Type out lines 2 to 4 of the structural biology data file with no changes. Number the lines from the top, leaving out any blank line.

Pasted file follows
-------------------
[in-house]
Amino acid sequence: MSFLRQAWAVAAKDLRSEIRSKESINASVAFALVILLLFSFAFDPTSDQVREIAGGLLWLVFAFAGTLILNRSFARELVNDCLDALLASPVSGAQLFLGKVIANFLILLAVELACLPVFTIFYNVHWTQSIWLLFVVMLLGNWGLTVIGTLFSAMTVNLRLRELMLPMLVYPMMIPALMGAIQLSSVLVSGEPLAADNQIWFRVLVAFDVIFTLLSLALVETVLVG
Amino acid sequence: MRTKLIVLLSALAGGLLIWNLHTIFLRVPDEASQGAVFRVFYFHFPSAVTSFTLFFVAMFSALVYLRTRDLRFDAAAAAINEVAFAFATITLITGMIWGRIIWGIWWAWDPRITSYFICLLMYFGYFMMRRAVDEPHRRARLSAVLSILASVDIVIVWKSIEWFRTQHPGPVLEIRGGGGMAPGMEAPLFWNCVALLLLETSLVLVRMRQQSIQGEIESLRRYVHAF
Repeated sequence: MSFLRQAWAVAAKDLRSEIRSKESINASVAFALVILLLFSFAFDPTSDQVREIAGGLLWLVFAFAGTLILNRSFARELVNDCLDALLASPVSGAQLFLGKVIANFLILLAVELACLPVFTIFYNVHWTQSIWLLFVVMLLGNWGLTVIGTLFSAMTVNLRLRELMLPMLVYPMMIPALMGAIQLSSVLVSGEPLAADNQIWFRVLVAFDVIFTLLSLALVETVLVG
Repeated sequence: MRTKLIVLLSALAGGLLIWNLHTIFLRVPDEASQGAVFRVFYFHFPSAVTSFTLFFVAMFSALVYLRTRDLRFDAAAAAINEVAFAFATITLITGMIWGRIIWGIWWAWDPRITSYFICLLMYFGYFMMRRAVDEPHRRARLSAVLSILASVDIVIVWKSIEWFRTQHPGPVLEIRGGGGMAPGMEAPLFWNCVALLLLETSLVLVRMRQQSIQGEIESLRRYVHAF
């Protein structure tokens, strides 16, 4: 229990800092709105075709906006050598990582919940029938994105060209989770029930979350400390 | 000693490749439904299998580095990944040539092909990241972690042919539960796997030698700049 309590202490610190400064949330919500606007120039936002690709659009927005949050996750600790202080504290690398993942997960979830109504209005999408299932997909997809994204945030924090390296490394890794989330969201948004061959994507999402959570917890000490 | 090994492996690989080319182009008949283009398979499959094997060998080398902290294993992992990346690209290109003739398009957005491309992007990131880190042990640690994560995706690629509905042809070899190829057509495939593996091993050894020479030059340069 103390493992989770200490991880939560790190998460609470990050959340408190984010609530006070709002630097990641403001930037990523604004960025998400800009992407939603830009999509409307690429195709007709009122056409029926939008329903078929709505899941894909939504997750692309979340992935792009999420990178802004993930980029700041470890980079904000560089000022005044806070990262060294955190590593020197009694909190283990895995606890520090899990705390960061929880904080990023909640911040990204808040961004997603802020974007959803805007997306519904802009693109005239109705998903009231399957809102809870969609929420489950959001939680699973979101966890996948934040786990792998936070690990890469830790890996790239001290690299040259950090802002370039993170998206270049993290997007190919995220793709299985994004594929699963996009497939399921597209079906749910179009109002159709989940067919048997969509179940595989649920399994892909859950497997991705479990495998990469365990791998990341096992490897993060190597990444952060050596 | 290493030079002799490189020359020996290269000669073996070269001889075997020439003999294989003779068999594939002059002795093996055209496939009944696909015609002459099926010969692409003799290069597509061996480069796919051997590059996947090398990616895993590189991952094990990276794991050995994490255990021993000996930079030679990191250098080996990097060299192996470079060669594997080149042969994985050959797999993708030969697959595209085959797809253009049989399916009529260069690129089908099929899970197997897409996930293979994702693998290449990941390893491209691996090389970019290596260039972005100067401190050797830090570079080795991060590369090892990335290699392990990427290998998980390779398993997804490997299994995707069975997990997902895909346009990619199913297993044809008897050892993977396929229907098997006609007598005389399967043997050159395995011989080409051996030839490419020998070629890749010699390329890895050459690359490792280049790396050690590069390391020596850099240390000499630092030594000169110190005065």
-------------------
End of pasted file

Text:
Amino acid sequence: MSFLRQAWAVAAKDLRSEIRSKESINASVAFALVILLLFSFAFDPTSDQVREIAGGLLWLVFAFAGTLILNRSFARELVNDCLDALLASPVSGAQLFLGKVIANFLILLAVELACLPVFTIFYNVHWTQSIWLLFVVMLLGNWGLTVIGTLFSAMTVNLRLRELMLPMLVYPMMIPALMGAIQLSSVLVSGEPLAADNQIWFRVLVAFDVIFTLLSLALVETVLVG
Amino acid sequence: MRTKLIVLLSALAGGLLIWNLHTIFLRVPDEASQGAVFRVFYFHFPSAVTSFTLFFVAMFSALVYLRTRDLRFDAAAAAINEVAFAFATITLITGMIWGRIIWGIWWAWDPRITSYFICLLMYFGYFMMRRAVDEPHRRARLSAVLSILASVDIVIVWKSIEWFRTQHPGPVLEIRGGGGMAPGMEAPLFWNCVALLLLETSLVLVRMRQQSIQGEIESLRRYVHAF
Repeated sequence: MSFLRQAWAVAAKDLRSEIRSKESINASVAFALVILLLFSFAFDPTSDQVREIAGGLLWLVFAFAGTLILNRSFARELVNDCLDALLASPVSGAQLFLGKVIANFLILLAVELACLPVFTIFYNVHWTQSIWLLFVVMLLGNWGLTVIGTLFSAMTVNLRLRELMLPMLVYPMMIPALMGAIQLSSVLVSGEPLAADNQIWFRVLVAFDVIFTLLSLALVETVLVG